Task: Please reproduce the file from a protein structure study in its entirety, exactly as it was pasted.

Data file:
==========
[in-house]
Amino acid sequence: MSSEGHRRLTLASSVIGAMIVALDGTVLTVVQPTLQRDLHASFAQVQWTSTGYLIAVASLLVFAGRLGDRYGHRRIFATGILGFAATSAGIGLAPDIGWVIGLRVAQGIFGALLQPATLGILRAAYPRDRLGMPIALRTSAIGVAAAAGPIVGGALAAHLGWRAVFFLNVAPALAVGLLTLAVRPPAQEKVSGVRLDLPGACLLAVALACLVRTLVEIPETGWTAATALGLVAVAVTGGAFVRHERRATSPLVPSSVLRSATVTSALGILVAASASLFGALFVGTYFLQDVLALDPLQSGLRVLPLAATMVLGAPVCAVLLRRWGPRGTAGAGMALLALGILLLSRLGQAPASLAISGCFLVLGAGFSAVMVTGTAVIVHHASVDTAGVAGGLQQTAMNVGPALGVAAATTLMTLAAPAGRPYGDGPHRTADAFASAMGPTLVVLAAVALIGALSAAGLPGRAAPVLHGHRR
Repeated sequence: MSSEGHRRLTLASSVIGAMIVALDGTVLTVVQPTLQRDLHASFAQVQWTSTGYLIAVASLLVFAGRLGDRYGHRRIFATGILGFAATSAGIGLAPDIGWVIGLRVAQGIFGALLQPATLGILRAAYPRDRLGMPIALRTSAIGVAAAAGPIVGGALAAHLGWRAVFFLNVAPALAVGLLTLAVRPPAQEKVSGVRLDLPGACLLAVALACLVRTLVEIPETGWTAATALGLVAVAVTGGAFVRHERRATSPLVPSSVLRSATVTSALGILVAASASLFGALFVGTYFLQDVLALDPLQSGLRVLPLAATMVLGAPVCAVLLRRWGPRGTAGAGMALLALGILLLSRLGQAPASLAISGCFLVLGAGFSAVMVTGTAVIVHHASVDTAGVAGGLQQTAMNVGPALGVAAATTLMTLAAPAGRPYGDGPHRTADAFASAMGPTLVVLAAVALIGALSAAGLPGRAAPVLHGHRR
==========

[in-house]
Amino acid sequence: MSSEGHRRLTLASSVIGAMIVALDGTVLTVVQPTLQRDLHASFAQVQWTSTGYLIAVASLLVFAGRLGDRYGHRRIFATGILGFAATSAGIGLAPDIGWVIGLRVAQGIFGALLQPATLGILRAAYPRDRLGMPIALRTSAIGVAAAAGPIVGGALAAHLGWRAVFFLNVAPALAVGLLTLAVRPPAQEKVSGVRLDLPGACLLAVALACLVRTLVEIPETGWTAATALGLVAVAVTGGAFVRHERRATSPLVPSSVLRSATVTSALGILVAASASLFGALFVGTYFLQDVLALDPLQSGLRVLPLAATMVLGAPVCAVLLRRWGPRGTAGAGMALLALGILLLSRLGQAPASLAISGCFLVLGAGFSAVMVTGTAVIVHHASVDTAGVAGGLQQTAMNVGPALGVAAATTLMTLAAPAGRPYGDGPHRTADAFASAMGPTLVVLAAVALIGALSAAGLPGRAAPVLHGHRR
Repeated sequence: MSSEGHRRLTLASSVIGAMIVALDGTVLTVVQPTLQRDLHASFAQVQWTSTGYLIAVASLLVFAGRLGDRYGHRRIFATGILGFAATSAGIGLAPDIGWVIGLRVAQGIFGALLQPATLGILRAAYPRDRLGMPIALRTSAIGVAAAAGPIVGGALAAHLGWRAVFFLNVAPALAVGLLTLAVRPPAQEKVSGVRLDLPGACLLAVALACLVRTLVEIPETGWTAATALGLVAVAVTGGAFVRHERRATSPLVPSSVLRSATVTSALGILVAASASLFGALFVGTYFLQDVLALDPLQSGLRVLPLAATMVLGAPVCAVLLRRWGPRGTAGAGMALLALGILLLSRLGQAPASLAISGCFLVLGAGFSAVMVTGTAVIVHHASVDTAGVAGGLQQTAMNVGPALGVAAATTLMTLAAPAGRPYGDGPHRTADAFASAMGPTLVVLAAVALIGALSAAGLPGRAAPVLHGHRR